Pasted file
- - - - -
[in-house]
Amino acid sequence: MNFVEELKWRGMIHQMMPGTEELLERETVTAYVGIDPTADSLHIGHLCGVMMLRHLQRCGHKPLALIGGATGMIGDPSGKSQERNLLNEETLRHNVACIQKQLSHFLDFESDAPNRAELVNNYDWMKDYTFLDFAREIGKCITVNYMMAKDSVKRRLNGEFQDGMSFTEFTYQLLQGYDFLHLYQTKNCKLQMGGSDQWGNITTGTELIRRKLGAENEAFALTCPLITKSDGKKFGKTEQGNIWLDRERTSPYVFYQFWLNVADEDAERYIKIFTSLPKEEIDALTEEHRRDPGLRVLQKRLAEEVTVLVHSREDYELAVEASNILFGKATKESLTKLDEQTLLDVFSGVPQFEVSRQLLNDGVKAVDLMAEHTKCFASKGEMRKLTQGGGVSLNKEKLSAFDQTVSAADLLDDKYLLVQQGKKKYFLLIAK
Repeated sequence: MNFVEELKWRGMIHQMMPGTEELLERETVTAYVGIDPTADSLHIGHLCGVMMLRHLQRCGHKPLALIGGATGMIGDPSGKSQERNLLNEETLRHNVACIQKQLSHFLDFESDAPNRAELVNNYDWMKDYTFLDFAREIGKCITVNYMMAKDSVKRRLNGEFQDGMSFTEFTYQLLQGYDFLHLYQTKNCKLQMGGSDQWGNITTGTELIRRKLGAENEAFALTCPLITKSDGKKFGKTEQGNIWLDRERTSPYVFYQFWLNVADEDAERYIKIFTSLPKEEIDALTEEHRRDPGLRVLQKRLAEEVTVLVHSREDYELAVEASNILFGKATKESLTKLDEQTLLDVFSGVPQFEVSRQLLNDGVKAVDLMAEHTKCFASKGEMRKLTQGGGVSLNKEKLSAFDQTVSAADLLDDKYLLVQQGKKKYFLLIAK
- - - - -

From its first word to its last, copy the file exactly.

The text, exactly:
[in-house]
Amino acid sequence: MNFVEELKWRGMIHQMMPGTEELLERETVTAYVGIDPTADSLHIGHLCGVMMLRHLQRCGHKPLALIGGATGMIGDPSGKSQERNLLNEETLRHNVACIQKQLSHFLDFESDAPNRAELVNNYDWMKDYTFLDFAREIGKCITVNYMMAKDSVKRRLNGEFQDGMSFTEFTYQLLQGYDFLHLYQTKNCKLQMGGSDQWGNITTGTELIRRKLGAENEAFALTCPLITKSDGKKFGKTEQGNIWLDRERTSPYVFYQFWLNVADEDAERYIKIFTSLPKEEIDALTEEHRRDPGLRVLQKRLAEEVTVLVHSREDYELAVEASNILFGKATKESLTKLDEQTLLDVFSGVPQFEVSRQLLNDGVKAVDLMAEHTKCFASKGEMRKLTQGGGVSLNKEKLSAFDQTVSAADLLDDKYLLVQQGKKKYFLLIAK
Repeated sequence: MNFVEELKWRGMIHQMMPGTEELLERETVTAYVGIDPTADSLHIGHLCGVMMLRHLQRCGHKPLALIGGATGMIGDPSGKSQERNLLNEETLRHNVACIQKQLSHFLDFESDAPNRAELVNNYDWMKDYTFLDFAREIGKCITVNYMMAKDSVKRRLNGEFQDGMSFTEFTYQLLQGYDFLHLYQTKNCKLQMGGSDQWGNITTGTELIRRKLGAENEAFALTCPLITKSDGKKFGKTEQGNIWLDRERTSPYVFYQFWLNVADEDAERYIKIFTSLPKEEIDALTEEHRRDPGLRVLQKRLAEEVTVLVHSREDYELAVEASNILFGKATKESLTKLDEQTLLDVFSGVPQFEVSRQLLNDGVKAVDLMAEHTKCFASKGEMRKLTQGGGVSLNKEKLSAFDQTVSAADLLDDKYLLVQQGKKKYFLLIAK